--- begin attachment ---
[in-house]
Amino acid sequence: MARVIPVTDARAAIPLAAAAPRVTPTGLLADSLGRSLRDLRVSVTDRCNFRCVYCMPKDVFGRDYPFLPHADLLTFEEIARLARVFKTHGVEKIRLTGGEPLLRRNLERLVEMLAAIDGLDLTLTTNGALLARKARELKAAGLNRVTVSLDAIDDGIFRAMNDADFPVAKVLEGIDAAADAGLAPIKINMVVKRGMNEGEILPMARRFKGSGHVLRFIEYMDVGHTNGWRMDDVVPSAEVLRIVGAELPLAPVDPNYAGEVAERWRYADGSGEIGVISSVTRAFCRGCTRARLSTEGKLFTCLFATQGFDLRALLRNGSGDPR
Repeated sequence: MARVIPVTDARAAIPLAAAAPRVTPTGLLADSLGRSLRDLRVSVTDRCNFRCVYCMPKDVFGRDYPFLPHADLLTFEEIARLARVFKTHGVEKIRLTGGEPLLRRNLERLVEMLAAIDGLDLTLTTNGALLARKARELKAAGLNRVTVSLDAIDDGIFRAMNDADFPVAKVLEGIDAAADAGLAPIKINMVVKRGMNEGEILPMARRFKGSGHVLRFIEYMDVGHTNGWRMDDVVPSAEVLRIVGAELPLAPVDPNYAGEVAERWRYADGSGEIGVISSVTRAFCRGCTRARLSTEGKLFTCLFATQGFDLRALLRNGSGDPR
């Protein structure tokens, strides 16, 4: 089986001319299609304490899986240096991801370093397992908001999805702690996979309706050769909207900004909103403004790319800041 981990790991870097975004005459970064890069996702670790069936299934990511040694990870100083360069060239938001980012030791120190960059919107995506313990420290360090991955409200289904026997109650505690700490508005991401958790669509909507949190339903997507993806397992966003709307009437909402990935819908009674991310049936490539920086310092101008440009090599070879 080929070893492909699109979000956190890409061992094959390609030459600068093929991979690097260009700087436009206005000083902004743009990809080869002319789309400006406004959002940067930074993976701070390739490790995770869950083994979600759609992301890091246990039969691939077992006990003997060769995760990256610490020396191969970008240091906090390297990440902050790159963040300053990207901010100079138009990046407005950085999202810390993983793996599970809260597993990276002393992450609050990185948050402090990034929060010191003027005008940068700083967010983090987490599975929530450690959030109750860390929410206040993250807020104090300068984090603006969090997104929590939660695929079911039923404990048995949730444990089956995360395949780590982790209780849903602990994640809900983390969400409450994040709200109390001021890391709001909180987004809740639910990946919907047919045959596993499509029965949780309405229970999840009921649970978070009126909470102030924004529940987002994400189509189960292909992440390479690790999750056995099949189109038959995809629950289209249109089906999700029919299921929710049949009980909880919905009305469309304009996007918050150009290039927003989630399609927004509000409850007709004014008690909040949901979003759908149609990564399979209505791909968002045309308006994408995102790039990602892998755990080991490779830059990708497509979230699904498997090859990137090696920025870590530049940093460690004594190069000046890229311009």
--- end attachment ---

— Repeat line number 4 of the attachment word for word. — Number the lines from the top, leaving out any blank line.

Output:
């Protein structure tokens, strides 16, 4: 089986001319299609304490899986240096991801370093397992908001999805702690996979309706050769909207900004909103403004790319800041 981990790991870097975004005459970064890069996702670790069936299934990511040694990870100083360069060239938001980012030791120190960059919107995506313990420290360090991955409200289904026997109650505690700490508005991401958790669509909507949190339903997507993806397992966003709307009437909402990935819908009674991310049936490539920086310092101008440009090599070879 080929070893492909699109979000956190890409061992094959390609030459600068093929991979690097260009700087436009206005000083902004743009990809080869002319789309400006406004959002940067930074993976701070390739490790995770869950083994979600759609992301890091246990039969691939077992006990003997060769995760990256610490020396191969970008240091906090390297990440902050790159963040300053990207901010100079138009990046407005950085999202810390993983793996599970809260597993990276002393992450609050990185948050402090990034929060010191003027005008940068700083967010983090987490599975929530450690959030109750860390929410206040993250807020104090300068984090603006969090997104929590939660695929079911039923404990048995949730444990089956995360395949780590982790209780849903602990994640809900983390969400409450994040709200109390001021890391709001909180987004809740639910990946919907047919045959596993499509029965949780309405229970999840009921649970978070009126909470102030924004529940987002994400189509189960292909992440390479690790999750056995099949189109038959995809629950289209249109089906999700029919299921929710049949009980909880919905009305469309304009996007918050150009290039927003989630399609927004509000409850007709004014008690909040949901979003759908149609990564399979209505791909968002045309308006994408995102790039990602892998755990080991490779830059990708497509979230699904498997090859990137090696920025870590530049940093460690004594190069000046890229311009």